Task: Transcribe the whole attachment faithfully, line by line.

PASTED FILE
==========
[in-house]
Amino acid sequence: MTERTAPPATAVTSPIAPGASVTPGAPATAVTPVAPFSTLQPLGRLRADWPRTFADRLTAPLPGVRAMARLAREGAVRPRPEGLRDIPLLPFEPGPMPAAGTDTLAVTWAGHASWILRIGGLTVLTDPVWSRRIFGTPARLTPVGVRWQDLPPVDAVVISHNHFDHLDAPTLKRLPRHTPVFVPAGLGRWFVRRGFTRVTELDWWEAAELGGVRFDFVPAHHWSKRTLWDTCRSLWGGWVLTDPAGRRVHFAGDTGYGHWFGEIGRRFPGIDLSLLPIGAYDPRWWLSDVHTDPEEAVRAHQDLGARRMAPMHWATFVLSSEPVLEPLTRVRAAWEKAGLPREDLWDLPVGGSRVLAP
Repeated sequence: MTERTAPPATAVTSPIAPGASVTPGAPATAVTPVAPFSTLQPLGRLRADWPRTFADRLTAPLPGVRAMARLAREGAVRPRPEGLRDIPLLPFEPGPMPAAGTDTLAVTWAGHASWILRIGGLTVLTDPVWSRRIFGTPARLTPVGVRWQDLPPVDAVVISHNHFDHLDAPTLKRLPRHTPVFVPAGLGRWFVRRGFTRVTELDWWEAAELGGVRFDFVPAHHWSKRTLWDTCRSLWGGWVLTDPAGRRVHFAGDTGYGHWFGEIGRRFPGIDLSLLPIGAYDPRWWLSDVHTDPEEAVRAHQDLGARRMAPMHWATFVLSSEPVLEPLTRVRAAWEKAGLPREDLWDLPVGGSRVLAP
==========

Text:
[in-house]
Amino acid sequence: MTERTAPPATAVTSPIAPGASVTPGAPATAVTPVAPFSTLQPLGRLRADWPRTFADRLTAPLPGVRAMARLAREGAVRPRPEGLRDIPLLPFEPGPMPAAGTDTLAVTWAGHASWILRIGGLTVLTDPVWSRRIFGTPARLTPVGVRWQDLPPVDAVVISHNHFDHLDAPTLKRLPRHTPVFVPAGLGRWFVRRGFTRVTELDWWEAAELGGVRFDFVPAHHWSKRTLWDTCRSLWGGWVLTDPAGRRVHFAGDTGYGHWFGEIGRRFPGIDLSLLPIGAYDPRWWLSDVHTDPEEAVRAHQDLGARRMAPMHWATFVLSSEPVLEPLTRVRAAWEKAGLPREDLWDLPVGGSRVLAP
Repeated sequence: MTERTAPPATAVTSPIAPGASVTPGAPATAVTPVAPFSTLQPLGRLRADWPRTFADRLTAPLPGVRAMARLAREGAVRPRPEGLRDIPLLPFEPGPMPAAGTDTLAVTWAGHASWILRIGGLTVLTDPVWSRRIFGTPARLTPVGVRWQDLPPVDAVVISHNHFDHLDAPTLKRLPRHTPVFVPAGLGRWFVRRGFTRVTELDWWEAAELGGVRFDFVPAHHWSKRTLWDTCRSLWGGWVLTDPAGRRVHFAGDTGYGHWFGEIGRRFPGIDLSLLPIGAYDPRWWLSDVHTDPEEAVRAHQDLGARRMAPMHWATFVLSSEPVLEPLTRVRAAWEKAGLPREDLWDLPVGGSRVLAP